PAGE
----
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The Lost Era: The Buried Age
     

The Lost Era: The Buried Age

3.9 53
by Christopher L. Bennett
 

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Jean-Luc Picard. His name has gone down in legend as the captain of the U.S.S. Stargazer and two starships Enterprise. But the nine years of his life leading up to the inaugural mission of the U.S.S. EnterpriseTM to Farpoint Station have remained a mystery -- until now, as Picard's lost era is finally unearthed.

Following the loss of the

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Star Trek 3.9 out of 5 based on 0 ratings. 53 reviews.
Guest More than 1 year ago
Not one of the best ST:TOS novels, but not bad. It's meant as a fill-in between the encounter with V'Ger, & The Wrath of Khan. Kirk's having the usual problems with being stereotyped as hero or villain, Spock's working through the aftereffects of his mind-meld with V'Ger (& the bigoted attitudes of some Vulcans), McCoy's dealing with new medical technologies & biologies he's never met before & feeling somewhat inadequate. And the other 'originals' are having their own problems. This on top of being sent to deal with a theological clash turned physically violent among some old acquaintances.
Anonymous More than 1 year ago
I continue to enjoy the cross-over incorporation of elements from The Next Generation television series. The continued character development has definitely improved the flow on this novel. It was a good read and would recommend it to anyone who enjoys the Star Trek Universe.
Solarix-Star More than 1 year ago
An interesting concept in star trek taking you outside what is considered the federation. A great read if a little abstract at times.
Anonymous More than 1 year ago
Awesome book! This novel finally answers why it's usually only starships that experience time displacement problems and why it's nearly impossible for the proverbial "average Joe" to travel back into time to change something minor in regards to a mistake he may have made in his life. It also tackles the subject of what the point of any action is since there is an infinite amount of alternate realities where that action would never have taken place or would have had numerous outcomes. And they're actually refferng to the Manheim Event and the Berlinghoff Rasmussen debacle!! Finally!!!! This novel is a gold mine of one-off characters that have appeared in Star Trek lore never to be seen or heard from again. It was nice to not only see them again, but find out how the DTI was founded (a foundation that was based in canon). And, FINALLY, a reason is given why the Guardian of Forever acted the bizarre way it did and why it made no sense of what the Borg did in "First Contact." Certain species that we rarely ever saw after their initial introduction are finally seen. Even the mystery surrounding VGER is solved, to a degree (though it's just one little line), the reasons for the convoluted differences in Kes' version of the "Year of Hell" and what really happened in the "Year of Hell" after she left the ship, and why Janeway wasn't immediately arrested after blatantly ignoring temporal laws when her future self brought her crew back sooner than they ever should have been in "Endgame." Lots of new species shown and it's refreshing that these species really have no need for the Federation as they have their own political realities. Lots of species from the past and future that have never been seen in a Star Trek novels before. The book also fixes mistakes made during Star Trek's television run (especially "Enterprise's." Up until I read this book, I didn't realize how many stupid ENT storyline errors there were), the fact that it couldn't possibly have been Samuel Clemens in "Time's Arrow," (or at least why it is highly problematic that it was him), etc. And not only that, but the book features a plethora of incredible insights in regards to how some individuals viewers always thought were right are wrong, vice-versa. Benevolent beings seem more sinister and those that have been maligned by history seem to have actually had good intentions, after all. It also makes it very clear that the universe did just fine before the Federation and will do so after. It actually fixed the mess that the "Temporal Cold War" was on ENT (not an easy thing to do!). I genuinely loved reading this book!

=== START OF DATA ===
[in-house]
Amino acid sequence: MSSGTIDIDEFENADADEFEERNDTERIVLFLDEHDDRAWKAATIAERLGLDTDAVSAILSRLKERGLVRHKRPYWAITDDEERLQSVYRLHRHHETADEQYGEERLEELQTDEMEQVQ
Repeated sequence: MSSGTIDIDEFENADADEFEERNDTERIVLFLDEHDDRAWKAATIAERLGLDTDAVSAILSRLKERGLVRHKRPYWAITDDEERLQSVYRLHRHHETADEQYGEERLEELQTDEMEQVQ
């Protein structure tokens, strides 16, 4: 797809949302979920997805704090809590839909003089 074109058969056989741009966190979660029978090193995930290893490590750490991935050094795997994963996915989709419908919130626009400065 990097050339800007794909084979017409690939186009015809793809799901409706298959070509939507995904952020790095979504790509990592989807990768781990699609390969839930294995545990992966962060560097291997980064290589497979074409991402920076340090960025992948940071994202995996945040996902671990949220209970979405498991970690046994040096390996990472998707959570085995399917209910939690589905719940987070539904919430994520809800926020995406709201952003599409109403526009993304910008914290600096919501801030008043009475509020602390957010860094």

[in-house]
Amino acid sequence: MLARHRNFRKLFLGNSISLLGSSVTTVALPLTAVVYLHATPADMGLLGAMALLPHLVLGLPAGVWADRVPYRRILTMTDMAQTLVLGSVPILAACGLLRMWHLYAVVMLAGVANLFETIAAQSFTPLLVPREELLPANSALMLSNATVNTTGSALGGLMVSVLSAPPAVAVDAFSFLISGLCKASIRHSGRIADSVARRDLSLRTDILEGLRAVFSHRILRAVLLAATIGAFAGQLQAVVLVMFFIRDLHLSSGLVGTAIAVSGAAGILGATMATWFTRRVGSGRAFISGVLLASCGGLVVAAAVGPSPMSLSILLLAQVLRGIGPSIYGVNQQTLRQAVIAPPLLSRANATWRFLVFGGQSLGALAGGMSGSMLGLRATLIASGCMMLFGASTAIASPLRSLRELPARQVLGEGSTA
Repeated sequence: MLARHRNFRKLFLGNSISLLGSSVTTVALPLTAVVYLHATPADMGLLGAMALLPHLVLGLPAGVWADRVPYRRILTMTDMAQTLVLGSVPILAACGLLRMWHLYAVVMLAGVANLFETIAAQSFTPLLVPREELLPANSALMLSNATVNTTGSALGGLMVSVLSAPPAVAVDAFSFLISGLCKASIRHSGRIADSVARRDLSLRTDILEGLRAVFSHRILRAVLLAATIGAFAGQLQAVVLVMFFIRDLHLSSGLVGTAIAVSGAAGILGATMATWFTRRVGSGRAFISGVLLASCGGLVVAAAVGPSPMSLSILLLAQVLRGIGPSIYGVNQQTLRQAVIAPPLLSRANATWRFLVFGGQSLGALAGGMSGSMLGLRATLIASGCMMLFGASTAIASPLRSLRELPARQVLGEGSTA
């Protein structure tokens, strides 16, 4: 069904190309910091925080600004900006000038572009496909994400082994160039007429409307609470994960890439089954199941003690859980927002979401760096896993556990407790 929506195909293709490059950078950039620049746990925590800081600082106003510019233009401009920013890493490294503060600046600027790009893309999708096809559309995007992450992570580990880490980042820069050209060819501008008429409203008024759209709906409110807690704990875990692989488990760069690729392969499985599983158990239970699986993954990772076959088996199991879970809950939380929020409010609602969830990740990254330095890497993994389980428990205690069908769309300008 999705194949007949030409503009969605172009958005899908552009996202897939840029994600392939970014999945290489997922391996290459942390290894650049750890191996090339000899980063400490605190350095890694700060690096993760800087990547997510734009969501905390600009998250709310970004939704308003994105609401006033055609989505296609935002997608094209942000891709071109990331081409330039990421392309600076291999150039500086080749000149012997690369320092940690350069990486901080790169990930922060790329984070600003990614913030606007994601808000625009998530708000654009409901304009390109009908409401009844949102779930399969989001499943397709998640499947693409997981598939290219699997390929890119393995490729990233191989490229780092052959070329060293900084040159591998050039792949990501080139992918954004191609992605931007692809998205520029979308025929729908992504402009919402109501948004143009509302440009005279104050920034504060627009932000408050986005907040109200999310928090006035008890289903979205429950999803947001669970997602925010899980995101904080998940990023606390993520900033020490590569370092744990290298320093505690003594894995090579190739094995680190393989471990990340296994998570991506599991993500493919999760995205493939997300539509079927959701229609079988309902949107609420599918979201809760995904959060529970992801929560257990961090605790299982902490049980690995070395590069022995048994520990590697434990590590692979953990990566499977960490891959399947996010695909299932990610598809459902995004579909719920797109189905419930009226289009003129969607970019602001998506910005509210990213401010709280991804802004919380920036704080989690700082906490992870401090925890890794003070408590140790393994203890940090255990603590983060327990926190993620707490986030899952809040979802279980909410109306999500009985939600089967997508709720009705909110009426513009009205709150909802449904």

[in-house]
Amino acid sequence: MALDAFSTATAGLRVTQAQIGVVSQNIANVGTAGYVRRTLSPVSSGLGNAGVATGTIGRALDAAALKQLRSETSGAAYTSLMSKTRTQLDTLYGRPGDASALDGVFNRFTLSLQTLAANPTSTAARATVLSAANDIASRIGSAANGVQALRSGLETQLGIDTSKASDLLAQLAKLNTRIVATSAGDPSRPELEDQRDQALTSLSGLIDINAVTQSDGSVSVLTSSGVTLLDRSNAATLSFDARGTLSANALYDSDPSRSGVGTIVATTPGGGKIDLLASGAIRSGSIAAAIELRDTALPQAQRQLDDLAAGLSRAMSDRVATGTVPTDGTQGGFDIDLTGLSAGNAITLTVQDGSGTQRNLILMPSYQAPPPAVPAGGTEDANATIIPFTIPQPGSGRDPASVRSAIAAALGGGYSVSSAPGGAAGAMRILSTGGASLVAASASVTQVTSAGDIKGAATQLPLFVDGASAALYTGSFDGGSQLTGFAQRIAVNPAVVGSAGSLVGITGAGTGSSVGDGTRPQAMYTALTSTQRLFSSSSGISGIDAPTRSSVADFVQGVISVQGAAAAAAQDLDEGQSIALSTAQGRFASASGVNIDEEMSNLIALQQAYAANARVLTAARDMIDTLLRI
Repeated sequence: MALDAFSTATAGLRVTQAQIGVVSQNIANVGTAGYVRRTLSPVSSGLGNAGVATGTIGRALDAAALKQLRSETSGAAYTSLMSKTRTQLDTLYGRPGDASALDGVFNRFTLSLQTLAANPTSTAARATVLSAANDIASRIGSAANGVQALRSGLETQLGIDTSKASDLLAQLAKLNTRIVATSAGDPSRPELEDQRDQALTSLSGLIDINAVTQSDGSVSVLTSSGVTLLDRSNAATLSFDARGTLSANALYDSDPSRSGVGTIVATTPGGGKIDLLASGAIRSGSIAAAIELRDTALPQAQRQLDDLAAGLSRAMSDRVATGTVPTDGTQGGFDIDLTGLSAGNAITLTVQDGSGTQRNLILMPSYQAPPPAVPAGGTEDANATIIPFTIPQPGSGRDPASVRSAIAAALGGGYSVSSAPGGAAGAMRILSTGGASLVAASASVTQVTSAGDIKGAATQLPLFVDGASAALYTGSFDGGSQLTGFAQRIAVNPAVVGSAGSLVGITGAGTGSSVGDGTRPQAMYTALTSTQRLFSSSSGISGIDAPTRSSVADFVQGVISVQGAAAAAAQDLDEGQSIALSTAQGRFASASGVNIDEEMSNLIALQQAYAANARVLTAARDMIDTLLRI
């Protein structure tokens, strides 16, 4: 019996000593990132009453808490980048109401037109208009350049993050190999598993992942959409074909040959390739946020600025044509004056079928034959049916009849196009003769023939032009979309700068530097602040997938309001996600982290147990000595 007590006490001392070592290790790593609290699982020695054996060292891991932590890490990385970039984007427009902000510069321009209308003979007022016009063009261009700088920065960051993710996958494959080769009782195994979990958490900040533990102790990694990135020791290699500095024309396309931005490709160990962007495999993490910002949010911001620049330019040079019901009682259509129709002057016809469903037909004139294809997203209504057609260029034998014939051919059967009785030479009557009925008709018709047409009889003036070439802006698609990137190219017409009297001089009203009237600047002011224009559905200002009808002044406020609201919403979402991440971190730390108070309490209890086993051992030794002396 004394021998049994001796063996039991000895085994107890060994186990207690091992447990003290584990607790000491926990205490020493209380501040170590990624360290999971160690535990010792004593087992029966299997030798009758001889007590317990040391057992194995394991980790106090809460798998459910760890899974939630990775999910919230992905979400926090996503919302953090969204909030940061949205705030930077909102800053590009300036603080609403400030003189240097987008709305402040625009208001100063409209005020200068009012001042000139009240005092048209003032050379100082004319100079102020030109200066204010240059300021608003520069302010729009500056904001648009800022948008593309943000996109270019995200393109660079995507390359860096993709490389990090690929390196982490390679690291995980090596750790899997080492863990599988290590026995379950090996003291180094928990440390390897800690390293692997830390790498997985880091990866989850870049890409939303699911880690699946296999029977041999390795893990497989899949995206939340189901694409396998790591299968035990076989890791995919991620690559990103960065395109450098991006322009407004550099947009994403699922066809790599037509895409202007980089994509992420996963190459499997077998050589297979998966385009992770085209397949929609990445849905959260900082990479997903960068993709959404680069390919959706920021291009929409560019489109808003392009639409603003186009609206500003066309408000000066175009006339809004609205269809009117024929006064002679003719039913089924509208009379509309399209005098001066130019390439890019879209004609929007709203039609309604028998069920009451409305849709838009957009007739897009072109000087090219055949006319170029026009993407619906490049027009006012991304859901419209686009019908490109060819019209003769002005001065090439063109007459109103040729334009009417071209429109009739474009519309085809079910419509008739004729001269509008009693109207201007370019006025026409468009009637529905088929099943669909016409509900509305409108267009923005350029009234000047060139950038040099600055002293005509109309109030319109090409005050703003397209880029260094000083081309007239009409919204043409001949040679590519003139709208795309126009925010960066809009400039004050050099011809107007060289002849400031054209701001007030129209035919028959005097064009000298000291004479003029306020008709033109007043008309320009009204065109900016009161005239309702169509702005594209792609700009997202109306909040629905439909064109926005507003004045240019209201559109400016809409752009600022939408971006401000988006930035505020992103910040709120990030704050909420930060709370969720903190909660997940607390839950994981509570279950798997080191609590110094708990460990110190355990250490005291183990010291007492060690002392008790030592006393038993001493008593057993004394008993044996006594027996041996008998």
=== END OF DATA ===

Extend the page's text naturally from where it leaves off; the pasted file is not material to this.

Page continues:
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Arthur Schwab More than 1 year ago
This book is simply outstanding. It excellently ties in the events of the Typon Pact series while expanding into an untapped area of the Star Trek universe while also challenging modern day concepts of time that the average person would otherwise never think twice about. This is a must read for ant Trek fan!
717Reader More than 1 year ago
First, who thinks a book that says "STAR TREK" on the cover is a Star Wars book?! Anyway, this is the first ST book I have ever given up on. A third of the way through and I've yet to determine if there is even a plot. The movement back and forth through time is cute for a book about time travel but it just makes the story confusing, especially when reading on a Nook. I consider myself moderately intelligent and educated but this is just a pain, reading should be enjoyable. There are so many wonderful ST books out there, don't bother with this one.
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